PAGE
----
Comparison of Endobronchial Ultrasound, Positron Emission Tomography, and CT for Lymph Node Staging of Lung Cancer: Patients
From December 2003 to March 2005, patients with suspected or pathologically established lung cancer referred to the Department of Thoracic Surgery, Chiba University Hospital were enrolled in this study. All patients were evaluated by history; physical examination; CBC count; renal, liver, and pulmonary function tests; chest radiography; CT scan of the chest and upper abdomen; brain MRI; bone scan; and FDG-PET. All tests were presented in a multidisciplinary session, and the staging of the disease, tumor resectability, and medical operability was verified by specialists. The primary tumor and lymph node status was classified according to the international TNM staging system reported by Mountain and Dressler. Source
Patients were included in this prospective study if they were believed to be candidates for curative thoracic surgery from the multidisciplinary session. Following CT and PET, EBUS-TBNA was performed to evaluate mediastinal lymph nodes. The study was approved by the ethical committee of our institute, and written informed consent was obtained in all the patients included in the study.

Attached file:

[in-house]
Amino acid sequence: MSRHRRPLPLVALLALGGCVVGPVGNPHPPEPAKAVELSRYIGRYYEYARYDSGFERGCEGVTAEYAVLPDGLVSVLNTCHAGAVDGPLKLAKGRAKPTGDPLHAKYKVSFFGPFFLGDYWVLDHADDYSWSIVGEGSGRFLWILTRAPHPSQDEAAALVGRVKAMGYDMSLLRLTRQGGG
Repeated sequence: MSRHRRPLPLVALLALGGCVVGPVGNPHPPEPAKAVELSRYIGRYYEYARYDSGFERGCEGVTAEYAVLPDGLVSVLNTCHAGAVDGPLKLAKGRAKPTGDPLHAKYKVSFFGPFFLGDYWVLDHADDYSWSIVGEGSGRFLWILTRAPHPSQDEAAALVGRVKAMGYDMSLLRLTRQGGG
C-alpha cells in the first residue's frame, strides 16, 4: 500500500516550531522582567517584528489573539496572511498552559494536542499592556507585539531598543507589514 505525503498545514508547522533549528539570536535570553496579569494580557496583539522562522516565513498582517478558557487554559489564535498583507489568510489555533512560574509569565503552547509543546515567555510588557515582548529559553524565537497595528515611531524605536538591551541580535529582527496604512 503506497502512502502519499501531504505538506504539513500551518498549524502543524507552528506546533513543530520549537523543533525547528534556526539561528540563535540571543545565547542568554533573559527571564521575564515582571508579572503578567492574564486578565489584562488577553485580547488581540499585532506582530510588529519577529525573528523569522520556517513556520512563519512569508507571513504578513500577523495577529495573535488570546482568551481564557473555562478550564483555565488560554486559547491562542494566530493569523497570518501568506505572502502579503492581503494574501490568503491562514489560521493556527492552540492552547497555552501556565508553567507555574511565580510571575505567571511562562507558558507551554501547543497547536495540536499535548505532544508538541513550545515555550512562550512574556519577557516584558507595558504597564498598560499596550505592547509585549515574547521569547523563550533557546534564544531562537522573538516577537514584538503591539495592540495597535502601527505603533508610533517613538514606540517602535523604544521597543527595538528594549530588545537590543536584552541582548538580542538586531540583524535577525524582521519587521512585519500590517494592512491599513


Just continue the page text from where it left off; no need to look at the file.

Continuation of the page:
Chest and upper abdominal CT were performed with contrast single injection and multidetector-row CT (Light Speed; GE Medical System; Milwaukee, WI). The slice thickness was 5 mm with a pitch of 1.6, and images were reconstructed at 5-mm intervals. It was used for the assessment of the resectability of the primary tumor, the evaluation of mediastinal lymph nodes, and the exclusion of distant metastases. Radiologists blinded to the results of other tests performed the scan reading and staged the patients accordingly by the criteria of Webb et al. Lymph nodes with the short axis > 1 cm were considered positive for malignancy.
Whole-body FDG-PET (GE PET Advance Nxi; GE Medical Systems) was performed followed by overnight fasting. The glucose levels of patients were within normal limits prior to examination. Sixty to 90 min after injection of 300 MBq of FDG, whole-body acquisition was performed. Images were reconstructed using the attenuation-weighted ordered-subset expectation maximization technique. Images were visually interpreted using a display of three orthogonal sections and maximum intensity projections. One experienced nuclear medicine physician (K.M., 12 years of experience) who was masked to the results of other tests read the PET images. Standardized uptake values were calculated as the ratio of the regional radioactivity concentration divided by the injected amount of radioactivity normalized to body weight. FDG-PET was considered positive for an N1, N2, or N3 lymph node if the PET report stated that there was hypermetabolic activity consistent with malignant disease (defined as standardized uptake value > 2.5).